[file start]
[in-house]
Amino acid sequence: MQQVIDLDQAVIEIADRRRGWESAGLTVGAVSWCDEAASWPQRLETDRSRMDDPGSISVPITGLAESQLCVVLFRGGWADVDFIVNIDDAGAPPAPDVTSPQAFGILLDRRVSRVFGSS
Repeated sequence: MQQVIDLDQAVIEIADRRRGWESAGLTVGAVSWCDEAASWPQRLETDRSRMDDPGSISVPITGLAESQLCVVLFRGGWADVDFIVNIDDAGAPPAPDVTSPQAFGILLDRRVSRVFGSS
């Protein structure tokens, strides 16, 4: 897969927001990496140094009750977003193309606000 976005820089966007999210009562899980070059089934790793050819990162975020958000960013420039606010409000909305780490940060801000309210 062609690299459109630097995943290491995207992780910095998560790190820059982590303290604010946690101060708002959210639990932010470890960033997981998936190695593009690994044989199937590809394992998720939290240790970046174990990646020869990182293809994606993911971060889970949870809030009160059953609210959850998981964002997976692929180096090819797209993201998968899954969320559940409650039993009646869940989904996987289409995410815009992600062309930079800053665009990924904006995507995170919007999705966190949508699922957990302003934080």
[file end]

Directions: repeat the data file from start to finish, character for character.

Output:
[in-house]
Amino acid sequence: MQQVIDLDQAVIEIADRRRGWESAGLTVGAVSWCDEAASWPQRLETDRSRMDDPGSISVPITGLAESQLCVVLFRGGWADVDFIVNIDDAGAPPAPDVTSPQAFGILLDRRVSRVFGSS
Repeated sequence: MQQVIDLDQAVIEIADRRRGWESAGLTVGAVSWCDEAASWPQRLETDRSRMDDPGSISVPITGLAESQLCVVLFRGGWADVDFIVNIDDAGAPPAPDVTSPQAFGILLDRRVSRVFGSS
């Protein structure tokens, strides 16, 4: 897969927001990496140094009750977003193309606000 976005820089966007999210009562899980070059089934790793050819990162975020958000960013420039606010409000909305780490940060801000309210 062609690299459109630097995943290491995207992780910095998560790190820059982590303290604010946690101060708002959210639990932010470890960033997981998936190695593009690994044989199937590809394992998720939290240790970046174990990646020869990182293809994606993911971060889970949870809030009160059953609210959850998981964002997976692929180096090819797209993201998968899954969320559940409650039993009646869940989904996987289409995410815009992600062309930079800053665009990924904006995507995170919007999705966190949508699922957990302003934080």